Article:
The final month of the school year is upon us, and that means one thing: field trip season is here.
I realize that no one wants to sit inside a stuffy classroom learning quadratic equations while outside the window the sun is shining, flowers are blooming, flood waters are receding.
It seems, though, that every day at my children's elementary school one class or another is off to some exotic locale.
Field trips have really changed since I was a kid — and I don't think I like it.
Already this year, various classes or entire grades have scheduled field trips to zoos, museums, concerts, animal shelters, poetry recitals, natural rock formations, farms, foreign countries, science centers, Broadway shows, amusement parks, shopping malls and a 13-day Disney Cruise to Caracas.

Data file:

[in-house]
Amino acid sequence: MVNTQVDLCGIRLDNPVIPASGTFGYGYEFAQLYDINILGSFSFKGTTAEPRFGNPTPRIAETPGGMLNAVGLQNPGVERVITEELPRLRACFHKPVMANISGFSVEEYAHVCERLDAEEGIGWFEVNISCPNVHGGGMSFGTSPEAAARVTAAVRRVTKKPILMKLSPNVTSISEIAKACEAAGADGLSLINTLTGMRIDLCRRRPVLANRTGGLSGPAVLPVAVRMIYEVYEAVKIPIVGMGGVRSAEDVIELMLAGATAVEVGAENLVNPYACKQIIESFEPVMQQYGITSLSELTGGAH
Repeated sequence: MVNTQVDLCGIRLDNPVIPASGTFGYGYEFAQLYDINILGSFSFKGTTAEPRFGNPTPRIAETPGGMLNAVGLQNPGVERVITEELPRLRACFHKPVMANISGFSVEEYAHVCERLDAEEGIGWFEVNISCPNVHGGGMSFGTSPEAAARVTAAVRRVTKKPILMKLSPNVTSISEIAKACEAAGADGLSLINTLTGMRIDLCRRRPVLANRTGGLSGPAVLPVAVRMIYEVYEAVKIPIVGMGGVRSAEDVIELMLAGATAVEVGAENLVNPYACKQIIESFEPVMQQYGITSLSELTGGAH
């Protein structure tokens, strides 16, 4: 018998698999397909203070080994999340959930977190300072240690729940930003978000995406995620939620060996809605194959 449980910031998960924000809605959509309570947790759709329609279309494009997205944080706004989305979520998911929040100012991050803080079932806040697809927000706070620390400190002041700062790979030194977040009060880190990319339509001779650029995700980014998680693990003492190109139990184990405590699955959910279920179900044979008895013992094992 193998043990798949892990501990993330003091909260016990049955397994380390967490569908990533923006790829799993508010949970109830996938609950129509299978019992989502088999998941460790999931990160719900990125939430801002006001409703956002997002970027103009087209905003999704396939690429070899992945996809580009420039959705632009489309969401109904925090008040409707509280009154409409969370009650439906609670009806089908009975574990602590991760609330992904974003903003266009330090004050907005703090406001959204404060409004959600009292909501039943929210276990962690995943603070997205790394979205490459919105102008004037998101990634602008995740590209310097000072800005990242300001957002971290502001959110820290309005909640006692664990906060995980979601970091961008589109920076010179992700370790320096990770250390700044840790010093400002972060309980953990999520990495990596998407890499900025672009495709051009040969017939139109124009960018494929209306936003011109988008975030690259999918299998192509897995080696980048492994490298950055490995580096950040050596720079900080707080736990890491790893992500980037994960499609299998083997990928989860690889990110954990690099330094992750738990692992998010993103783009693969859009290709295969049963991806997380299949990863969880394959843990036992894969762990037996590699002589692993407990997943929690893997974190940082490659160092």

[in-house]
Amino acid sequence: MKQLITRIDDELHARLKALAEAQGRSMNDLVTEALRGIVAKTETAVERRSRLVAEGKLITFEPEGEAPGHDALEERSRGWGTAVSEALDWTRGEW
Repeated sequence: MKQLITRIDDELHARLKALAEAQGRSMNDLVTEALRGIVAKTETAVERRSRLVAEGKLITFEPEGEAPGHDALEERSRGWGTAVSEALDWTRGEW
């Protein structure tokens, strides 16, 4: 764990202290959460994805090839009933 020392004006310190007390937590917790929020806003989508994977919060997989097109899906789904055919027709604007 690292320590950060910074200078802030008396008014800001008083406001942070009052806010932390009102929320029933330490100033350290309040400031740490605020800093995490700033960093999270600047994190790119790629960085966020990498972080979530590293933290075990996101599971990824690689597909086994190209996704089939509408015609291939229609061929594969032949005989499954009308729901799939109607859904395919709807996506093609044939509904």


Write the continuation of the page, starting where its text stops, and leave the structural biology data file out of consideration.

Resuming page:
There's a lot of fun going on, and as I understand it, school is not supposed to be fun. These schools were built — at great expense — to be used, not to sit empty while the students put their heads in the mouths of circus lions.
In my day, when we had a field trip it was usually just that: The teachers marched us off to a nearby field.
Sometimes the field had grass growing, and we might find some insects. Maybe collect an igneous rock or two. We would see interesting wildlife along the walk: squirrels, pigeons, rats, mosquitoes.
There were no buses, no permission slips, no matching shirts, no name tags. Sometimes we were allowed to bring a bag lunch; other times we had to forage for food.
On occasion, the fields would have crops that needed to be harvested or seeds that needed to be sowed. Grass that needed to be mowed. The teachers called it "hands on" experience for a future career as migrant farm workers.